Getting the best from your Yorkshire garden
PUBLISHED: 01:16 22 April 2011 | UPDATED: 19:15 20 February 2013
Growing fruit and vegetables has its challenges, especially in the North, as Martin Fish discovers
More people are having a go at growing their own fruit and vegetables for a variety of reasons. For me, it is all about being able to wander down the garden to pick fresh produce as and when we want it. And you cant get away from the fact that the taste is always better when you can pick the produce fresh from the garden and eat it straight away.
When we moved from Nottinghamshire to North Yorkshire two years ago, one of the first things I did was start a new vegetable plot. I have grown vegetables since childhood and I thought I knew what I was doing but what I didnt take into account was how different the growing season would be here in Yorkshire around 100 miles north of our old home.
I reckon that the growing season where I live now, near Thirsk, is about seven to 10 days shorter than where I lived in the East Midlands.
Temperatures take a little longer to warm up in spring and the cool autumn nights start a little earlier making the growing season that bit shorter. This might not seem much but with certain crops such as sweet corn, runner beans, butternut squashes and courgettes that need warmth and a long growing season, it really does make a difference. So I have had to adapt the way I grow some plants in order to get the best possible crops.
Where possible I start as many plants off under cover in my greenhouse to give them a head start. Even an unheated greenhouse will provide enough protection to extend the growing season by a week or two at each end of the growing season and if you provide a little heat, the skys the limit.
Rather than sow seed directly into the garden, I like to start some vegetable seeds off in pots or trays in the greenhouse ready to transplant into the garden when the soil has had time to warm up a little. This way the plants get that vital head start.
I also try to choose varieties that have been bred for the British climate and indeed many seed companies will recommend varieties suitable for growing in the North. For example sweet corn Swift, butternut squash Hunter and courgette Defender have all been bred to mature faster than some of the old varieties, making them ideal for growing in the North of England.
I also use garden fleece in the garden to protect tender plants after planting out. Fleece will allow air and water through and protect plants from the cold spring winds and keep off a couple of degrees of frost.
I usually start growing in March with salad crops and lettuce that are sown into small plug trays. Even a cold greenhouse or cold frame will give them enough protection for germination and once the seedlings have two or three leaves I plant them into the garden. Early crops are planted under cloches of fleece to keep them cosy and out of the cold northerly winds.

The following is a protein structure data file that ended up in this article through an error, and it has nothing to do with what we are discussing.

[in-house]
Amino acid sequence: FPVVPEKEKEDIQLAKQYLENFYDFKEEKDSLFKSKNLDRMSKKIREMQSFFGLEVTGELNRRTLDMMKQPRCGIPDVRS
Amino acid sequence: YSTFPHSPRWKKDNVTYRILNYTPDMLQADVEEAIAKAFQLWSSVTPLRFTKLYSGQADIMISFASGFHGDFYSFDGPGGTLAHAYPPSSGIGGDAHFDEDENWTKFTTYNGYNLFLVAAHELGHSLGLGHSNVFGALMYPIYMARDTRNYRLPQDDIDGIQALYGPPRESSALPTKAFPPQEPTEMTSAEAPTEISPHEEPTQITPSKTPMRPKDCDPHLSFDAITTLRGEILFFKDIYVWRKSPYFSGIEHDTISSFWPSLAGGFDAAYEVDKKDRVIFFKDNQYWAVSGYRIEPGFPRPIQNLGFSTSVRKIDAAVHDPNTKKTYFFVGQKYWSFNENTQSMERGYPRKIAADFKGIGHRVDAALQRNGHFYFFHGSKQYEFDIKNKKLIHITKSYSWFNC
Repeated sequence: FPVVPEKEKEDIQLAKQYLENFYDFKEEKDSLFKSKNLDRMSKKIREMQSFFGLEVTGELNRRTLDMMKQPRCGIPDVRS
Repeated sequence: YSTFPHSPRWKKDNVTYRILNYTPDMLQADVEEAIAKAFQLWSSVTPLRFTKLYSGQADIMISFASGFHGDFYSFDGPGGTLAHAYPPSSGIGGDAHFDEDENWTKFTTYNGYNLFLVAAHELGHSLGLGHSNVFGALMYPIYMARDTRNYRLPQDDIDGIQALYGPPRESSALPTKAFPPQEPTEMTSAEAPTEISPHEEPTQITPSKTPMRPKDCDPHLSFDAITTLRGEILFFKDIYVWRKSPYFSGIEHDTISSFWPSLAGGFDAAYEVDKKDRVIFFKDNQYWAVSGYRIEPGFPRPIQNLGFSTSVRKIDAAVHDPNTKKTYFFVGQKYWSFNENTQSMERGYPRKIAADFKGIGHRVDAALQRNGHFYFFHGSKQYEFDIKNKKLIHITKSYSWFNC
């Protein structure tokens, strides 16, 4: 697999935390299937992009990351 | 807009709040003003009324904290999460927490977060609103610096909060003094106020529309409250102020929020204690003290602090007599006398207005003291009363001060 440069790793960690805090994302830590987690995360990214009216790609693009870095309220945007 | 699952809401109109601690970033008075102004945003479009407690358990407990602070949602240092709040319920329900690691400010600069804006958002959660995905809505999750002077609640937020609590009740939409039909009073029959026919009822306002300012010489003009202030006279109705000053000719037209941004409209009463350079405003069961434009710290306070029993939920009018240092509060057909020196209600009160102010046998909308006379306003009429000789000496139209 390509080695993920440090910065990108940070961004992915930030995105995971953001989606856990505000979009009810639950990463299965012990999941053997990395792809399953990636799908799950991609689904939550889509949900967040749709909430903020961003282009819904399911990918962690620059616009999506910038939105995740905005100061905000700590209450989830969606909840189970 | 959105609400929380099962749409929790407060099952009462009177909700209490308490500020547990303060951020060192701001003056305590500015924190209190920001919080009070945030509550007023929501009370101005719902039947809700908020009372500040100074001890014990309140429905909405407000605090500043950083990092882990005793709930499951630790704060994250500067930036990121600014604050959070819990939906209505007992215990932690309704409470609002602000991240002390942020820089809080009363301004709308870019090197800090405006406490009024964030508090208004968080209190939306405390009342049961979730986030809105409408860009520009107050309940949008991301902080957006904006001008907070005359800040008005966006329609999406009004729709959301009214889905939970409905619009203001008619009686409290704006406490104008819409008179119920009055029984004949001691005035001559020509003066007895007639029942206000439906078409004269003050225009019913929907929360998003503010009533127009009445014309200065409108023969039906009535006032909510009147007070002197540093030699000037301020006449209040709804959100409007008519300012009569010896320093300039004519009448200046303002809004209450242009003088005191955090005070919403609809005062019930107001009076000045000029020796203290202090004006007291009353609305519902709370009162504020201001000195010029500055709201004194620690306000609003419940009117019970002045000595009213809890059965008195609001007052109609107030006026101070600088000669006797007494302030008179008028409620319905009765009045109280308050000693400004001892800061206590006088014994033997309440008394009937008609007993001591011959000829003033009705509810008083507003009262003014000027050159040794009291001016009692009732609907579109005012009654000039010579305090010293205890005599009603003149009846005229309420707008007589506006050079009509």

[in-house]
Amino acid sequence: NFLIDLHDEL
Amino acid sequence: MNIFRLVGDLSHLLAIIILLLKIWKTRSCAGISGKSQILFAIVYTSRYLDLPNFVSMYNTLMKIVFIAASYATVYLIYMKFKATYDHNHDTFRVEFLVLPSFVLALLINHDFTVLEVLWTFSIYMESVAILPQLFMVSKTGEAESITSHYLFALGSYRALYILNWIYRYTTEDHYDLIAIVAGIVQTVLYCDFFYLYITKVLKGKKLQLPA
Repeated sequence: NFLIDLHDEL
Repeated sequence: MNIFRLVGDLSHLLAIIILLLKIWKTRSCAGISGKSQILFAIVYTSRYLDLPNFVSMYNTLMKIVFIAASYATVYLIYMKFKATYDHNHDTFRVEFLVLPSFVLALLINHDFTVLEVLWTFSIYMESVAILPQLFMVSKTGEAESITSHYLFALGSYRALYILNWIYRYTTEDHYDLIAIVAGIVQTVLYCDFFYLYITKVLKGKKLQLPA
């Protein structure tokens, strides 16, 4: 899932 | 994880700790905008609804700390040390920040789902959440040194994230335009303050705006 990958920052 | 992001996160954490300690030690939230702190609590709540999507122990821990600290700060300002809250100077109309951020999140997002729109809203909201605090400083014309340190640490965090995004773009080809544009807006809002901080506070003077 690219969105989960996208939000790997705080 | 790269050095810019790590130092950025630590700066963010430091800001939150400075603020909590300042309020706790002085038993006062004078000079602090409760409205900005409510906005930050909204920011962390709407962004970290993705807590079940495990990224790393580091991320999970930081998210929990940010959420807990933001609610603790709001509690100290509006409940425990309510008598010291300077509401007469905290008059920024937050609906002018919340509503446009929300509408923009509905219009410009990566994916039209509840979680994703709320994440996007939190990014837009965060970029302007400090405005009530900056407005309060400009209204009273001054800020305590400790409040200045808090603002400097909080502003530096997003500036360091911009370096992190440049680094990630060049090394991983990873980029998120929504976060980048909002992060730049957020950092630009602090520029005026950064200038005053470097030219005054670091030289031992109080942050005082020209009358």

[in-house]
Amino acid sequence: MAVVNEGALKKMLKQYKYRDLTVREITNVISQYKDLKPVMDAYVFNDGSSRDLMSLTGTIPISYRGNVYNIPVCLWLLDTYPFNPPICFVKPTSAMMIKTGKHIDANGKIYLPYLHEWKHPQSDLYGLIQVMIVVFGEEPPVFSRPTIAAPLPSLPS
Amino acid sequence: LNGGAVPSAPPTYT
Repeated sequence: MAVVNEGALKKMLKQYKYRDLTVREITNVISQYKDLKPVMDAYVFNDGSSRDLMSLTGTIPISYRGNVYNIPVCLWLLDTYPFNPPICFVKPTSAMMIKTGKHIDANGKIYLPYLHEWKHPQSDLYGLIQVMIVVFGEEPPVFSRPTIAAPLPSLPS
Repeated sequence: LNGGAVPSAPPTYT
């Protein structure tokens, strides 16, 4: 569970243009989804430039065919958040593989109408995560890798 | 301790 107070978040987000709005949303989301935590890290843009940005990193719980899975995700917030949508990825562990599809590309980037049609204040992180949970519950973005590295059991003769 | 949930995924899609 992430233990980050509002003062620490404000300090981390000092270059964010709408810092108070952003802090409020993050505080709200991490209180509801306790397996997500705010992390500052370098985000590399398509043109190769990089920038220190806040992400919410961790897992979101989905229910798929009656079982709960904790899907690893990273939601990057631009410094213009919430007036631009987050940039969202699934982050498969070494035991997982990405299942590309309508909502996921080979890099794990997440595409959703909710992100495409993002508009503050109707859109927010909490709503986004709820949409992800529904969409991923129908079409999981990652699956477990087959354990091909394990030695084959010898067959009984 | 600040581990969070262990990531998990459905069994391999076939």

Runner beans are one of my favourite summer vegetables and to make sure I have strong healthy plants the seeds are sown in cell trays of multipurpose compost. I sow around the end of April in frost-free conditions and by late May or early June when the danger of frost has passed I plant out into the garden where the plants soon establish and grow away. By the end of July the plants are normally at the top of their canes, in full flower and starting to crop. One of the varieties I grow is St George which has very attractive red and white flowers and seems to grow well in my North Yorkshire garden.
Onions are a good crop to grow but they need to have a fairly early start in order for them to make a decent sized bulb. Onions are light sensitive and after mid-summer, when the nights start to draw in, growth slows down. Onions can be grown from seed but the easiest way to get started is to plant onion-sets. These are immature onion bulbs that once planted start into growth very quickly. Onions are fairly tough and need to be planted out in early April to give them a long enough growing season.
It can be a bit chilly at that time of the year so it is worth covering over the newly planted sets with a layer of fleece. After a couple of weeks when new shoots start to appear the fleece can be removed.
Strawberries are very rewarding to grow and the fresh, juicy berries are delicious. The plants are totally hardy but the flowers are easily damaged by frosts in late spring. The plants also need warmth and sunshine to help the fruits grow and ripen.
To overcome the dangers of frosted flowers, I now grow some of my strawberries in containers in the greenhouse, but a conservatory could also be used. At this time of the year young strawberry plants are available from garden centres ready for planting out into the garden, or potting up.
I usually plant three or four plants to a 20cm hanging pot. Keep the compost moist and feed with a high potash fertiliser such as Phostrogen as soon as flowering starts and by mid-summer you should be picking your own strawberries. After fruiting, trim back all the old foliage and runners and stand the pots outside where they can stay until next spring when you start them into growth again.
Growing vegetables in North Yorkshire does come with a few challenges but as long as you plan what you are growing, choose suitable varieties and give a little protection when needed, you should get some great results.
The effort is more than paid back when you start harvesting in summer and autumn.
Martin Fish is Show Director for the North of England Horticultural Society organisers of the Harrogate Flower Shows. He is a qualified horticulturist and writes for several gardening publications and broadcasts for the BBC.